Saturday, April 25, 2009

NPR, media, and stooopit

I don't listen to NPR often enough anymore to get the semi-regular delving into stupidity that I used to. It's not the news itself, it's how some of those boneheads mangle things in their reporting.

A few years ago, a guy was beaten to death with a baseball bat. I don't even remember the details. The thing I do remember was the whitebread NPR mouthpiece who had to tell us ignorant listeners that "wassup, nigga?" is the equivalent of "hail fellow well-met!" (apparently it had some bearing upon the trial of the killers). Hearing this hopelessly white "reporter" trying to say "wassup, nigga?" had me laughing for hours afterward. Think of the silly liberal white guy neighbor on "The Jeffersons" (or was it "Good Times"?), so desperate to show how hip and involved he was, who couldn't even say "right on!" properly.

What reminded me of that was this post, Ten Things I Hate About NPR.

Until my own example above, though, my previous "dumbest thing I've heard on NPR" happened back in the late 90s. Some reporter woman went to a little village in South America, some place where people make their own clothes and such. She's looking over a rug or blanket woven by the old woman she's interviewing and suddenly pops out with something along the lines of, "What about this, it looks kind of primitive, did you make this?" Sheesh. Stay classy!

I think that's when I started thinking that there's not so much a liberal or conservative bias in certain areas of reporting, so much as a stupid or ignorant bias. Reporters go to reporting school or whatever, and seem to suddenly think that they know more about stuff than most people. If they know so much, why do they get so much WRONG in the stories they report on?

MSNBC used to run a late-night "investigative report" show--your basic "video clip" show where some voice-over type reads a script while all sorts of exciting things are going on. In their "Are air shows DANGEROUS?" offering, they showed clips of aircraft doing all sorts of cool stuff, including crashing in exciting fireballs that seem to engulf a terrified audience. Makes for good TV, I suppose, but the person who cut the video and the numbskull who narrated should have gotten together to make sure they had some details right.

The narrator tells us that every stunt you see is made up of one or more of the three basic maneuvers--the loop, the roll, and the spin. Sounds good--but what they SHOWED as he's talking is a loop, a roll, and a roll. The supposedly-spinning plane was performing the same maneuver as the previous one, but at a different angle and direction. It's not like they didn't have footage of it--they apparently just didn't know enough about airplanes to tell the difference.

So how are these people qualified to tell me about airplanes, let alone air show safety?

They're not--but they know that. The so-called "investigation" was never intended to be anything more than a clip-show, like the "most exciting police chases EVER!!! Volume 3" stuff. Its real purpose is to get you to watch so that maybe you'll sit through the commercials. They can bring in a few experts to shine it up, but it's not really supposed to be educational or informative.

Could it be that NPR--and most of what passes for "news"--is more of the same?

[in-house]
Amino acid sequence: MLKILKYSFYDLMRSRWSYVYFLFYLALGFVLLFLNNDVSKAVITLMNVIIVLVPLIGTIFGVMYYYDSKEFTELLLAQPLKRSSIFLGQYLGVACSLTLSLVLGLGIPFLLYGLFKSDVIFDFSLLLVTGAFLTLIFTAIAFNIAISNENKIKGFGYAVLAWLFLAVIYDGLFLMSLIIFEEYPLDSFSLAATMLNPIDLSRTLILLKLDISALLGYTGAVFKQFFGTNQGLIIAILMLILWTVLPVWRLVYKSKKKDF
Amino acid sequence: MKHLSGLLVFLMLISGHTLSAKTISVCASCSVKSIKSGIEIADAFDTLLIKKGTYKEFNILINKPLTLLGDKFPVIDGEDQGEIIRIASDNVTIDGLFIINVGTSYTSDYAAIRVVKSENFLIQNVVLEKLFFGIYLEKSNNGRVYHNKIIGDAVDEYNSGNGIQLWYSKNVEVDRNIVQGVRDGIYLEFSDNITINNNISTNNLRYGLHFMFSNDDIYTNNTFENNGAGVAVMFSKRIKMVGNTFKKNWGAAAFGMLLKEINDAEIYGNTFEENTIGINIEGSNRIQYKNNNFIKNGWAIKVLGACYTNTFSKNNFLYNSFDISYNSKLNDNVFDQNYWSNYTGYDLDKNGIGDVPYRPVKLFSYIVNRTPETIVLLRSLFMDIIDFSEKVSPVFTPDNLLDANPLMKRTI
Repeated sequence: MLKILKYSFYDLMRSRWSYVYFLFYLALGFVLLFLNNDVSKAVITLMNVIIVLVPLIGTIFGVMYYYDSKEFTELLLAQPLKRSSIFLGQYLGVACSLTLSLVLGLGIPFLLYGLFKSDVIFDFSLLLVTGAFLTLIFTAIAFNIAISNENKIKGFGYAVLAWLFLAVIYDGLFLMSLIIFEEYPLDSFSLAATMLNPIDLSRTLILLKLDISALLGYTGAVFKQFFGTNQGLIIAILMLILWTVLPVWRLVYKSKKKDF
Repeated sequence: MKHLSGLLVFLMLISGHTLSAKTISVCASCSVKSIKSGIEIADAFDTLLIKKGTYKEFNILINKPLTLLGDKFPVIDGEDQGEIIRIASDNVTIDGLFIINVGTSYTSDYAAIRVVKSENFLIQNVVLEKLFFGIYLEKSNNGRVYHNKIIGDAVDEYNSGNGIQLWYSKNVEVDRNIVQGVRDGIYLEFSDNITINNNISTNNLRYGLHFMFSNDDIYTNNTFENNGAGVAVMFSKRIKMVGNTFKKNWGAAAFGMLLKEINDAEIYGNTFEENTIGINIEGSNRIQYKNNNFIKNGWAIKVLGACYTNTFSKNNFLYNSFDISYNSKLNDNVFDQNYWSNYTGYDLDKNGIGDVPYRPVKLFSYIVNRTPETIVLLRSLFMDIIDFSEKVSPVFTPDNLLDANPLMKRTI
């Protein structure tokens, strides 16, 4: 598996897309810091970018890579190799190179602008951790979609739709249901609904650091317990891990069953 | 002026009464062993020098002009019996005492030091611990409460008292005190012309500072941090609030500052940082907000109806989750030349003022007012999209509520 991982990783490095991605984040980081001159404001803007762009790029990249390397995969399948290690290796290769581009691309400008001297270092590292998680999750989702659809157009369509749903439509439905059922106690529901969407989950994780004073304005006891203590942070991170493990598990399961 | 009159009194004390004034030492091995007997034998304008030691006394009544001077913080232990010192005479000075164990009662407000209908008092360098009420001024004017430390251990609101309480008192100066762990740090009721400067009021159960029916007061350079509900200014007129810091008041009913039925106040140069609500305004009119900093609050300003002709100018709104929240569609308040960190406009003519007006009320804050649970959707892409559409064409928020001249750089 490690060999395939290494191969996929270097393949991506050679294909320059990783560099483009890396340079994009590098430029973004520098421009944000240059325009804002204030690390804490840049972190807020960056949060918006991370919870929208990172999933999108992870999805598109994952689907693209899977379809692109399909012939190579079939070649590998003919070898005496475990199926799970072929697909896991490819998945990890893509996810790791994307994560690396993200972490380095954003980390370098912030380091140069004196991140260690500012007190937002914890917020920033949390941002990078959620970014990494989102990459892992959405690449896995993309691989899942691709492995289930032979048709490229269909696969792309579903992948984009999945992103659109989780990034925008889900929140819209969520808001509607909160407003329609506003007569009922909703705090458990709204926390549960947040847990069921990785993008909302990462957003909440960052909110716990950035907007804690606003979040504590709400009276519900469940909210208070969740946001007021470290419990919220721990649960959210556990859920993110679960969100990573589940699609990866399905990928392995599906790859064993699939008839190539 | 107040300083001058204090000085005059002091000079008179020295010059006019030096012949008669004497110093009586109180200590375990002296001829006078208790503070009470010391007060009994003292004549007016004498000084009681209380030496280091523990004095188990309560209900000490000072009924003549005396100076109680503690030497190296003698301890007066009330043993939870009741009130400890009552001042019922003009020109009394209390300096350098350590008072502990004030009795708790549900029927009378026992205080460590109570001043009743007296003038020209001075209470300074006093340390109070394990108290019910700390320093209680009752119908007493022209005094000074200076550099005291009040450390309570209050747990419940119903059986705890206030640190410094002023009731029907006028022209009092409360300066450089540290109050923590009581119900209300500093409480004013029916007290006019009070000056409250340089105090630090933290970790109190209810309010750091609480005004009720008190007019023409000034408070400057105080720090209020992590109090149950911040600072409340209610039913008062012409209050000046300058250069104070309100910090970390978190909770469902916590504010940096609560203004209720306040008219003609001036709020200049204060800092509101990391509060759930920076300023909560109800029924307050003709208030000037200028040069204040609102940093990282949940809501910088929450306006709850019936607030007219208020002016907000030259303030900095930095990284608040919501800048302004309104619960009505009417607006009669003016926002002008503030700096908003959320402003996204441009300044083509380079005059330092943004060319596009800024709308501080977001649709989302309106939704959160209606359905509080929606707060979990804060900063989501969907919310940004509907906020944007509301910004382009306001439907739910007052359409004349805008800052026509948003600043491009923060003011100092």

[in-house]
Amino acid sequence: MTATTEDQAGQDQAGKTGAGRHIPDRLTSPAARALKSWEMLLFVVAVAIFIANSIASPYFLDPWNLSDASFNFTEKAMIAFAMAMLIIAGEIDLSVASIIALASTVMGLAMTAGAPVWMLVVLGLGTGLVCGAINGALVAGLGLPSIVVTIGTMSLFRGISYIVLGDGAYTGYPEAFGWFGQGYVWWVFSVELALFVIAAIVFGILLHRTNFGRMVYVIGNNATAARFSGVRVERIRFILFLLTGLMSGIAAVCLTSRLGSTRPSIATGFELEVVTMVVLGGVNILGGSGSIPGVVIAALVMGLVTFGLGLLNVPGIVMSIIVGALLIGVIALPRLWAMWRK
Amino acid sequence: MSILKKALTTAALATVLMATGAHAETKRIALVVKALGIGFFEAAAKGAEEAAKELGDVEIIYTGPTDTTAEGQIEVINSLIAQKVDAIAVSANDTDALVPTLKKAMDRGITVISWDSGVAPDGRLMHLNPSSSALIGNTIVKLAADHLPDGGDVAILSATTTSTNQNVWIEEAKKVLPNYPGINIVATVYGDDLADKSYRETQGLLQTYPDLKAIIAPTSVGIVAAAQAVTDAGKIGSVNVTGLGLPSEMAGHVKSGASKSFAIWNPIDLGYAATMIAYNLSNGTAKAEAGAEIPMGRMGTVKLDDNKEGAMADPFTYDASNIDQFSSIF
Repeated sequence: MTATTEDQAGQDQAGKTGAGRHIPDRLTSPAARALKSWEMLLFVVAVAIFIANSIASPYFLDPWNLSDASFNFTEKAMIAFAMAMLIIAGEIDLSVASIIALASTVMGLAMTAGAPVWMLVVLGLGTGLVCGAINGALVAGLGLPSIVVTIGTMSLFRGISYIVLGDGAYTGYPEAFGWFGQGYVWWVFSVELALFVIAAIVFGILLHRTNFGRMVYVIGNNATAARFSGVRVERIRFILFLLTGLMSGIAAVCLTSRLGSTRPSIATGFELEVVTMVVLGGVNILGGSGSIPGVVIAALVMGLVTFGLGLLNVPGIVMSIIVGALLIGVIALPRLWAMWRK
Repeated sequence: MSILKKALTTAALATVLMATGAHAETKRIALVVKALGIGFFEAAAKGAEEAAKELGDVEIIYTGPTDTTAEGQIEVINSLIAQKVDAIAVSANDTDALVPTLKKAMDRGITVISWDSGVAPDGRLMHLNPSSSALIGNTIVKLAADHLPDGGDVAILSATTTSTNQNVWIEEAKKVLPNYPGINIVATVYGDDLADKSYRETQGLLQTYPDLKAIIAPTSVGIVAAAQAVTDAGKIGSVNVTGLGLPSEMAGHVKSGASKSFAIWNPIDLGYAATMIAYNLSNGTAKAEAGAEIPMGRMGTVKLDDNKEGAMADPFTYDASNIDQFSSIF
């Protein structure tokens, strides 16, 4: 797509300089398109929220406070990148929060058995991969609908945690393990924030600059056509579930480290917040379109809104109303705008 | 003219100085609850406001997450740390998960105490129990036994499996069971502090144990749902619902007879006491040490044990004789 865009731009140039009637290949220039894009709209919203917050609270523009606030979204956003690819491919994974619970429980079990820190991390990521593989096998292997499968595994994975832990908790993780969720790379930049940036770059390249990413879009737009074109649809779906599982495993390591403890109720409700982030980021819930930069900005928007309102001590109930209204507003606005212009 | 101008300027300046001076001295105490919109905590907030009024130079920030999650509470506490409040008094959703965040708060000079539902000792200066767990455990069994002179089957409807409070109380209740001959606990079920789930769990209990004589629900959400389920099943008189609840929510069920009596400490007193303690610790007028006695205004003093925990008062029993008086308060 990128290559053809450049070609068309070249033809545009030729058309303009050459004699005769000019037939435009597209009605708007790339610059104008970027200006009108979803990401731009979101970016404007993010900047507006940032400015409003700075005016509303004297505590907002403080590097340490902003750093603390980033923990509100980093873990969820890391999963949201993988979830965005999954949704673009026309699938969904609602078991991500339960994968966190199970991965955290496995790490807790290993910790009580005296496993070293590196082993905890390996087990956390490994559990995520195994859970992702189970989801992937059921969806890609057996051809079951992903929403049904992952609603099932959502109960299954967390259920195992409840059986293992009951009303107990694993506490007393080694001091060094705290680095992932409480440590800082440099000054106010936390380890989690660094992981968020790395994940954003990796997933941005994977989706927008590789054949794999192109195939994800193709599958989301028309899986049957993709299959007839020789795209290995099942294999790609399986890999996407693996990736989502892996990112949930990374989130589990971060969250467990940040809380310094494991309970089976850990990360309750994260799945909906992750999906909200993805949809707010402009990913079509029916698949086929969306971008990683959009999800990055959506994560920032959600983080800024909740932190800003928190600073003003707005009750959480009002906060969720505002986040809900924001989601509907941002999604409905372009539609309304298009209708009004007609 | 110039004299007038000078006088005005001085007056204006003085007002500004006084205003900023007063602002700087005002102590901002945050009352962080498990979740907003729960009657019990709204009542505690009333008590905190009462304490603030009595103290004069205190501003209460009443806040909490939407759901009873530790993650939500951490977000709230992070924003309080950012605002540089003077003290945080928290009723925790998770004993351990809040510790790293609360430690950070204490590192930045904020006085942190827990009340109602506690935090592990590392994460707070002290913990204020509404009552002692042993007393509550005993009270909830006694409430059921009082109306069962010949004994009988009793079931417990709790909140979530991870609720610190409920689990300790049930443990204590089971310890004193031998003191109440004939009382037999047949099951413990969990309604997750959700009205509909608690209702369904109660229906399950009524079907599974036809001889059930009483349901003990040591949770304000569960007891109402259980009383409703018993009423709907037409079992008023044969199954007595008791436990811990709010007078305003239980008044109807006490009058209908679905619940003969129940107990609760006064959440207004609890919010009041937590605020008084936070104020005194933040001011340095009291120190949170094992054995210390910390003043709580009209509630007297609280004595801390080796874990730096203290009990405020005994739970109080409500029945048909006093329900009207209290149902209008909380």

Viva MP3!


  1. Stories about the handicrafts of a South American village aren't meant as hard news, they're human interest filler. The actual NPR news shows, for example 4-6am (central), don't include fluffy-bunny stuff. The Saturday lineup, of course, is full of those annoying things, but then NPR is exactly like PBS, and to keep receiving donations from people, they have to throw in such sops.

    Anyway, NPR was the only major source of information from abroad immediately post 9/11 simply because they were the only news organization that had enough people overseas who understood world events to be able to deal with the story. No amount of "This I Believe" or that god-awful show on Saturday with the guy referring to Act I, Act II etc ("This American Life"?) can detract from the news during the news hours.

    I can't imagine any of the news people saying that "hail fellow well-met" line; are you sure that wasn't a commentator of some sort? They do have a serious problem with supposedly humorous editorials from non-staff people, generally columnists from the LA Times or something.

  2. This guy was a reporter of some sort; he wasn't trying to be funny. Maybe he was new, maybe he was just tone-deaf.

    He wasn't one of the "name" anchors, though.

  3. There's a book you might like to read, _Breaking the News_ by James Fallows. It was written in 1996 and discusses exactly what you're talking about, only he sets a lot of it in the context of the '94 elections to show the talking heads fail to report substantive news.

  4. Sorry about that half comment. All of a sudden the wind kicked up, the rain was coming down horizontally and TV announced three shear markers immediately over my neighborhood so I thought it seemed better to shut down.

    Anyhow, Fallows has some interesting comparisons between questions asked by reporters and those asked by voters at town hall style events, with the primary difference being that the news people kept casting everything in political terms (will your support for the health plan help your party take more seats) vs. people trying to get practical details on how things will affect them (what kind of care would I get with your plan).

    On the surface, that's a different point than being just plain ignorant or too cutsy, but underneath it's all one problem, going for the easy story based on how someone feels about something rather than performing in-depth analysis of a given topic.